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A white Chicago policeman caught on tape shooting dead a black teenager had at least 20 complaints filed against him but was never disciplined, a database shows, in the latest such incident to inflame racial sentiment in the US. The graphic video released shortly after officer Jason Van Dyke was charged with first-degree murder Tuesday has also reignited impassioned debate about the use of force by law enforcement in the United States, with Chicago left dangerously on edge. Protesters there have likened the Laquan McDonald killing to that of Michael Brown, the black teenager shot dead by a white policeman in Ferguson, Missouri last year, triggering 15 months of demonstrations in major US cities over perceived police brutality against black men.
Turkey's military said it did not know the warplane it shot down on the Syrian border was Russian, adding that it was ready for "all kinds of cooperation" after Moscow called the incident a "planned provocation". In a statement issued after tensions surged between Ankara and Moscow, the Turkish armed forces said they had made significant efforts to find and rescue the two pilots after shooting down the jet on Tuesday. The sole surviving pilot said he had received no warning and the aircraft did not violate Turkish air space, prompting the Turkish army to release audio recordings it said showed the Russian jet was repeatedly warned to change course.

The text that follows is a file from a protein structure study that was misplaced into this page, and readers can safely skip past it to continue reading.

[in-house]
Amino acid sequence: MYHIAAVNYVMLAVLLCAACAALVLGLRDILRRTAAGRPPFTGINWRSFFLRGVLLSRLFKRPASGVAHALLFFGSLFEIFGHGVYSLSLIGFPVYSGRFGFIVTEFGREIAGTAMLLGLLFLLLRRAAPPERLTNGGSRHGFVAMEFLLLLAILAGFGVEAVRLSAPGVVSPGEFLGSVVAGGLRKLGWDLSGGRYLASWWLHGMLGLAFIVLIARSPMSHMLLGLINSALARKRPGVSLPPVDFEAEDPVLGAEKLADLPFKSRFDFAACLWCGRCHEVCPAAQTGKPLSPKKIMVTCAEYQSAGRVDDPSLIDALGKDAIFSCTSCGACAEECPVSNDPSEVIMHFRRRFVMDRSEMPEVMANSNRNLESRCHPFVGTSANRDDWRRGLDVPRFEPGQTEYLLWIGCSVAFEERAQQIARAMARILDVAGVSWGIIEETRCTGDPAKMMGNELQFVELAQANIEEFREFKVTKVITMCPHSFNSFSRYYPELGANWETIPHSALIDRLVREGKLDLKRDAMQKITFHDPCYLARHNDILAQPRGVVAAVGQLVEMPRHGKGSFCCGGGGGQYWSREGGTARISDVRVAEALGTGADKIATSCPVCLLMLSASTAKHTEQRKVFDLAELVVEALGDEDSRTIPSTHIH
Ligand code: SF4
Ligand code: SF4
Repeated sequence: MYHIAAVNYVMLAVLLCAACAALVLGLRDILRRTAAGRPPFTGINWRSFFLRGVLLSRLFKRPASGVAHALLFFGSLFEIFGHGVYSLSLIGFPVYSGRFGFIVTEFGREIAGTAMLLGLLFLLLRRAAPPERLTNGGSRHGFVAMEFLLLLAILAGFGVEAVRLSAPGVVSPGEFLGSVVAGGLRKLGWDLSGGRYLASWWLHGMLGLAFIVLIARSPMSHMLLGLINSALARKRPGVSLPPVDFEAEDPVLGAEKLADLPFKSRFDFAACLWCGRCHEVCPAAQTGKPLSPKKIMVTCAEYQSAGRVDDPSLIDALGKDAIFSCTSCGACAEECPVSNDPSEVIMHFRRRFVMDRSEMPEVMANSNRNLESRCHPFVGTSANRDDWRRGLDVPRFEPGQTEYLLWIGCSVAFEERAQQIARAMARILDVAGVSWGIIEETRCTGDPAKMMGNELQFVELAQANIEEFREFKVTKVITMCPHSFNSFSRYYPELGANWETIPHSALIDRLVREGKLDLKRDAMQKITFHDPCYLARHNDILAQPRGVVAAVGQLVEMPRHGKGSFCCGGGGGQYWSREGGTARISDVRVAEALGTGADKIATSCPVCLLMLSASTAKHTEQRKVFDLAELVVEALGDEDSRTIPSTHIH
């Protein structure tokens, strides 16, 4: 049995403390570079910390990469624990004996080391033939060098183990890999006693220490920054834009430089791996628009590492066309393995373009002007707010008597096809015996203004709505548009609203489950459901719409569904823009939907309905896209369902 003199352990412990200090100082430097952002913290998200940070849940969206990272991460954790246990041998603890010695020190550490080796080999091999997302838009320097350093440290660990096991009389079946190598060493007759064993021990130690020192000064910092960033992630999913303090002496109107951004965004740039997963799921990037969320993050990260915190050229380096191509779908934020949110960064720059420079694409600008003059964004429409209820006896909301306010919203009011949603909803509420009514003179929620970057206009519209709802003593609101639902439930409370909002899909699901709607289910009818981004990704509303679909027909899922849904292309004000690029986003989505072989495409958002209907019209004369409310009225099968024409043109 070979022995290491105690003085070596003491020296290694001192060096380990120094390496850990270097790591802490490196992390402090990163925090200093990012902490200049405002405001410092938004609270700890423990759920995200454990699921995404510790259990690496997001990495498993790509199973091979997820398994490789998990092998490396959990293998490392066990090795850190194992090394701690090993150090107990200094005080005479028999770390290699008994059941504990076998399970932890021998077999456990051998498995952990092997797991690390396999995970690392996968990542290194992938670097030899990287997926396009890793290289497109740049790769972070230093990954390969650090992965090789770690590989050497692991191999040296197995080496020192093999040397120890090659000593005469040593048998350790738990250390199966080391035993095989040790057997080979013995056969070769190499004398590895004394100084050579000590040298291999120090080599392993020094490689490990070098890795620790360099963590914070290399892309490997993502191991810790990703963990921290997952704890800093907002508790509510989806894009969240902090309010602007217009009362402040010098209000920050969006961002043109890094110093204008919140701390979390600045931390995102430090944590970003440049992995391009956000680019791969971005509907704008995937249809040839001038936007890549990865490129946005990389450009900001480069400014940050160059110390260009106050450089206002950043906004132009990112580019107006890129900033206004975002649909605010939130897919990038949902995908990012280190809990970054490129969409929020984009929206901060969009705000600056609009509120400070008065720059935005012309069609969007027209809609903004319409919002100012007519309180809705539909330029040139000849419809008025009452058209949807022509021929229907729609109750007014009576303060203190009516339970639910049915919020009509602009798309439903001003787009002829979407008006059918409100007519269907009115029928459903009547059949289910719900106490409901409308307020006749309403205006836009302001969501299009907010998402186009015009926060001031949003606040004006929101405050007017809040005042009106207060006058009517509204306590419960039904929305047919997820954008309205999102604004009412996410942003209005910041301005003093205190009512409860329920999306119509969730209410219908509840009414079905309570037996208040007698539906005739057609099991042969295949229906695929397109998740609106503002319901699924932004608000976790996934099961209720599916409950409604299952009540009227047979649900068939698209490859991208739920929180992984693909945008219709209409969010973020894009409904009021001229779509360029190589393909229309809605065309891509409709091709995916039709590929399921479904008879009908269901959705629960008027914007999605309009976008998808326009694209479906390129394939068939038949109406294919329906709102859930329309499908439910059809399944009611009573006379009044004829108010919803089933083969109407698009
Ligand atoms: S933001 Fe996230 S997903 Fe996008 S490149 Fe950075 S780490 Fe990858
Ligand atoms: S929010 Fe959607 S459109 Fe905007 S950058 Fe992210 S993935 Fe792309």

By Mary Wisniewski CHICAGO (Reuters) - The white Chicago policeman charged with murdering a black teenager he shot 16 times spent his first full day in custody on Wednesday in a jail hospital ward, but calm prevailed in the city despite fears of civil unrest over a video of the slaying. Five people were arrested late on Tuesday in mostly peaceful demonstrations following release of the graphic footage showing 17-year-old Laquan McDonald being gunned down in the middle of a street on Oct. 20, 2014, as he was walking away from police who had confronted him. A new round of protests on Wednesday at Chicago's criminal courthouse and City Hall were sparsely attended, although members of the City Council's black caucus again demanded the resignation of Police Superintendent Garry McCarthy.
By Roberta Rampton and Kylie Gumpert WASHINGTON/NEW YORK (Reuters) - President Barack Obama sought to reassure Americans they were safe as millions of travelers set off for the long Thanksgiving weekend on Wednesday and authorities stepped up security at airports in response to the attacks in Paris two weeks ago. In New York City, record-breaking crowds were expected on Thursday for the annual Macy's Thanksgiving Day parade, and Police Commissioner William Bratton said the city was deploying more officers at the annual event than ever before. "Right now, we know of no specific and credible intelligence indicating a plot on the homeland," Obama told reporters at the White House, two weeks after suspected Islamist militants killed 130 people in a series of coordinated attacks in the French capital.
Four men were being held on Wednesday by Minneapolis police as prosecutors weighed charges against them in connection with the shooting this week of five people protesting the fatal police shooting of an unarmed black man. Allen Lawrence Scarsella, 23, Joseph Martin Backman, 27, Nathan Wayne Gustavsson, 21, and Daniel Thomas Macey, 26, have been arrested and will be held until Monday as the Hennepin County Attorney's office investigates the incident and decides whether to file charges, officials said. Minneapolis police, who are working with the FBI, said they are not seeking any more suspects in the shooting of protesters who had been demonstrating against the fatal shooting on Nov. 15 of Jamar Clark, 24.